Panini have just reprinted one of Marvel’s best Doctor Who comics. It’s a cracker - and with so much that is right about it, the serial is also the one where everything went wrong!

Back in 1991, Doctor Who had been off-air for two years, Virgin’s New Adventures novel were an ersatz replacement and Marvel’s Doctor Who Magazine kept the flame burning with comic adventures of the Seventh Doctor.

The DWM crew upped the ante in October that year, issue 180 featured the first installment of a graphic epic Evening’s Empire. Written by Andrew Cartmel, who as Script Editor had injected a sense of mystery back into the tv show, it enjoyed sharp visuals drawn by Richard Piers Rayner, who made Hellblazer and Doctor Fate sparkle. As an opening salvo, it was a nice little teaser that showed a besieged UNIT team, trapped in a fantasy world, lacking faith in their alien ally. We had a macabre recovery of the remains of a German pilot from a Middlesbrough river, psychic interrogation and Ace being drugged senseless by a young chap who is clearly up to no good.

Then nothing. Several issues of reprints followed. In the background DWM Editor John Freeman was fighting fire as artwork vanished into the Royal Mail ether. Rayner recalls receiving a parcel returned-to-sender with pages gouged and damaged beyond use. The reprints eventually gave way to material by other creators.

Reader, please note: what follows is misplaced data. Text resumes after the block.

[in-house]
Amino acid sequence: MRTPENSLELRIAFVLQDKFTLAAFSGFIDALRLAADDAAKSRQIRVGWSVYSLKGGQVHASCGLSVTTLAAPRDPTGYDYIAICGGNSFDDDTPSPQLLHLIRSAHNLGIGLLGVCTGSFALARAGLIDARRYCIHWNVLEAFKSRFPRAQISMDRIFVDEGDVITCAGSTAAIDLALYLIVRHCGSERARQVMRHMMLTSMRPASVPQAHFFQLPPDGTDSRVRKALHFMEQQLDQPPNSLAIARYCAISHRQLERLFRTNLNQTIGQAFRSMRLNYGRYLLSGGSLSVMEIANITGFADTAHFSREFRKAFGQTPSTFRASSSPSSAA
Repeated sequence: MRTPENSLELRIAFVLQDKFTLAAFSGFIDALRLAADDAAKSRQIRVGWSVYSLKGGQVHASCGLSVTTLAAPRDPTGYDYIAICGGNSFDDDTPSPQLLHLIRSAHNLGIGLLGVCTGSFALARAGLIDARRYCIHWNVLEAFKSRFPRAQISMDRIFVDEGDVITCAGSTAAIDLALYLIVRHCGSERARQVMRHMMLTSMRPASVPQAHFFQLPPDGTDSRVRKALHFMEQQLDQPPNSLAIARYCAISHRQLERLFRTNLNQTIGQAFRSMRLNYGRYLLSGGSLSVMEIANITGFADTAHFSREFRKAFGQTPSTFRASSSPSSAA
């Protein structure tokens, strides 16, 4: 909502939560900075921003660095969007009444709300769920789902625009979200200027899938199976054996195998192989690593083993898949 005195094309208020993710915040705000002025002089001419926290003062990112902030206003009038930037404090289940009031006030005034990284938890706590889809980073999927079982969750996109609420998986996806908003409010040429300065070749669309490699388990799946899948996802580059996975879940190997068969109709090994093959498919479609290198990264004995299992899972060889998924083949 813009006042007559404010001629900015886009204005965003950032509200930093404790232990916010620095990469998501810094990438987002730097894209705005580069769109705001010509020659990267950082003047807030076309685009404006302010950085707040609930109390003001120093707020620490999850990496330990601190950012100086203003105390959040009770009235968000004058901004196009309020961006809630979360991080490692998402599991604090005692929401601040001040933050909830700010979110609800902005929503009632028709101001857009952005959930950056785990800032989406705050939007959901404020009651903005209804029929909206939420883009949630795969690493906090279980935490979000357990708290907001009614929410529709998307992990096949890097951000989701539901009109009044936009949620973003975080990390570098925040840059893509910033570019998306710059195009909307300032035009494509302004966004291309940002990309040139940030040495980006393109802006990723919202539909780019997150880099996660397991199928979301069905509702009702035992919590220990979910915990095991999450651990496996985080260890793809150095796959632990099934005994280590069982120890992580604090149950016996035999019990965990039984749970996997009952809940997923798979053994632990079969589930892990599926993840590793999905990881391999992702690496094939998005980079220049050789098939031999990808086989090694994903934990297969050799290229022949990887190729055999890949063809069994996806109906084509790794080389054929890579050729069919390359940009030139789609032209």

Evening’s Empire did eventually get an airing in a holiday special edition of Doctor Who Classic Comics (the title usually specialised in reprints of Doctor Who material from the Polystyle weeklies, TV Comic, Countdown, and TV Action).

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The completed material was revised to form a single story and coloured (although this is that weird period where colour started sneaking back into British comics but nobody seemed sure of how it should be done anymore).

With Vertigo Comics in their prime, I always reckoned that if Evening’s Empire had been released with a Dave McKean cover it would have sold by the truck load. The new Panini collection doesn’t do that, but it does subject the strip to some further revisions. In the absence of original artwork, Rayner has redrawn some sections, sumptuous brushwork replacing the original line work.

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(If I can find my copy of the Holiday Special I will try to compare the “Original” with the “Director’s Cut”.) Rereading it now, there seems to be a touch of The Empty Child to Cartmel’s solution - or should that be the other way round?

Other material in the new collection is a little mixed. It includes Cartmel’s Ravens, which caused some controversy at the time with The Doctor’s vengeful strategy, and a solo Ace adventure with John Ridgway providing a delightfully surreal romp through the TARDIS interior.

There is also an editorial section where the creators discus the background to the creation of the collected strips. One little Easter egg, Rayner reveals that he snuck The Doctor onto the cover of Doctor Fate issue 38. I don’t suppose Panini would be able to conjour up that Doctor Who-Doctor Strange team up after all these years?

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